We are witnessing a historic shift of power away from the West towards Asia, and the consequences are being felt in parliaments around the globe. Some ten years from now, China is set to overtake the United States as the world’s largest economy. The West is slowly losing its capacity to set the global agenda.

Looking back further in history, however, we see that Western dominance is an exception - a blip on the timeline.  For two centuries, an extreme concentration of economic power allowed the West, despite representing just a small minority of the world’s population, to implement its own economic and social models across much of the globe. To most observers, non-Western actors hardly ever played a constructive role in the management of global affairs.

No wonder many in the West see a future global order – no longer under their direction – as  chaotic, disorienting and dangerous. Indeed, the majority of leading international relations scholars believe the relative decline in US power will have profoundly negative global consequences.

Our Western-centric perspective

Yet our understanding of the how today’s order was created and how the future will pan out, is limited. It tries to imagine a “post-Western world” from a parochial, Western-centric perspective. Harvard University’s Graham Allison calls the last one thousand years a millennium in which the West was “the political centre of the world.” Such views are not only historically inaccurate, but also dramatically underestimate the contributions non-Western thinkers and cultures have made, and how much the West has depended on foreign knowledge, technology, ideas, and norms.

Thanks to our Western-centric world view, we underappreciate not only the role non-Western actors have played in the past and play in contemporary international politics, but also the constructive role they are likely to play in the future. China, for example, was the world’s largest economy well into the 19th century. Today, China already assumes more international responsibility than most believe: Beijing has more peacekeepers in the field than all the other permanent UN Security Council members combined. A few days after Donald Trump’s election victory in November 2016, the Chinese government called on him to respect the Paris Climate agreement. Indeed, we can expect China to take a lead in the global fight against climate change in the coming years. On the same day, China’s President Xi Jinping travelled to the APEC Summit in Lima, where he assured worried Latin American policy makers that China would continue to stand up for free trade and globalisation. All this shows how quickly other states can react to a global power vacuum. There is no clear reason that post-western order will necessarily be more chaotic or unstable than the status quo.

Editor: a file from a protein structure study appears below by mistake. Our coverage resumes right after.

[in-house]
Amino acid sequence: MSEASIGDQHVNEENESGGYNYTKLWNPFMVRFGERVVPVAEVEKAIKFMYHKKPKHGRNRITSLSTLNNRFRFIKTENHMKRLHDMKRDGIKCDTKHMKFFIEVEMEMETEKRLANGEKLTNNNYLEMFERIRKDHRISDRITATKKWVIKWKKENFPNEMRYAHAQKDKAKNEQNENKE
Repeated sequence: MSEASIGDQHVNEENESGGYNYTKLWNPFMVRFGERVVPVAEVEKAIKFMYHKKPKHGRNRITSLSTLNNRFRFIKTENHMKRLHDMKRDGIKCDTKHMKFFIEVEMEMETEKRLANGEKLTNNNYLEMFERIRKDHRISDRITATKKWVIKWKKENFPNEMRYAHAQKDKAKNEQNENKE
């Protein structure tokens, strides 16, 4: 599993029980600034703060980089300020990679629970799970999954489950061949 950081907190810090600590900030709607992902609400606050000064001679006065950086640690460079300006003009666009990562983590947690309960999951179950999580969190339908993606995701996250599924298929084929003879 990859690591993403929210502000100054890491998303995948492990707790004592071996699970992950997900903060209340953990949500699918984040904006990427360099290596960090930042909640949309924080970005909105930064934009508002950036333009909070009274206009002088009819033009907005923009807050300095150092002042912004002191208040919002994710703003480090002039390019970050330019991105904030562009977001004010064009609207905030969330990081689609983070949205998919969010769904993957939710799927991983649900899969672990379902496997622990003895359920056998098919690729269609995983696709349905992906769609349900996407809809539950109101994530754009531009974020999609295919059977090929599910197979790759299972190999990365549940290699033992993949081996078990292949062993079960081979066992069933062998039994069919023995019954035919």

A parallel order

Indeed, rather than directly confronting existing institutions, rising powers—led by China—are quietly crafting the initial building blocks of what we may call a “parallel order” that will initially complement, and later possibly challenge, today’s international institutions. This order is already in the making; it includes, among others, institutions such as the BRICS-led New Development Bank and the Asian Infrastructure Investment Bank (to complement the World Bank), Universal Credit Rating Group (to complement Moody’s and S&P), China Union Pay (to complement Mastercard and Visa), CIPS (to complement SWIFT), the BRICS (to complement the G7), and many other initiatives. Still unknown to the majority, several of these institutions will play a key role in the emergence of post-western order.

These structures do not emerge because China and others have fundamentally new ideas about how to address global challenges or because they seek to change global rules and norms; rather, they create them to better project their power, just as Western actors have done before them. They partly arose because of the limited social mobility of today’s order and because of existing institutions’ incapacity to adequately integrate rising powers. Still today, Europe has a monopoly on the leadership position of the International Monetary Fund (currently Christine Lagarde from France) and the President of the World Bank (currently Jim Yong Kim) is still a US citizen. This may be little more than a detail to the US or French government, but from the Brazilian or Indian perspectives, the situation symbolises the West’s lack of interest in democratising today’s structures.

Western hegemony is so deeply rooted and ubiquitous that we think of it as somehow natural, reducing our capacity to objectively assess the consequences of its decline. And while the transition to genuine multipolarity—not only economically but also militarily and regarding agenda-setting capacity—will be disconcerting to many, it may be, in the end, far more democratic than any previous order in global history, allowing greater levels of genuine dialogue, broader spread of knowledge, and more innovative and effective ways to address global challenges in the coming decades. In this context, it was crucial that Germany and several other European states decided to become founding members of the Chinese-led AIIB, despite US pressure against Berlin, Paris and London not to do so.

Negotiating in such a post-western system, consisting of old and new institutions, will without a doubt be more complex than ever before. But the West must not be pessimistic, but should actively face the challenges this transition involves, and seek to actively shape the emerging structures, rather than merely focussing on withdrawal battles.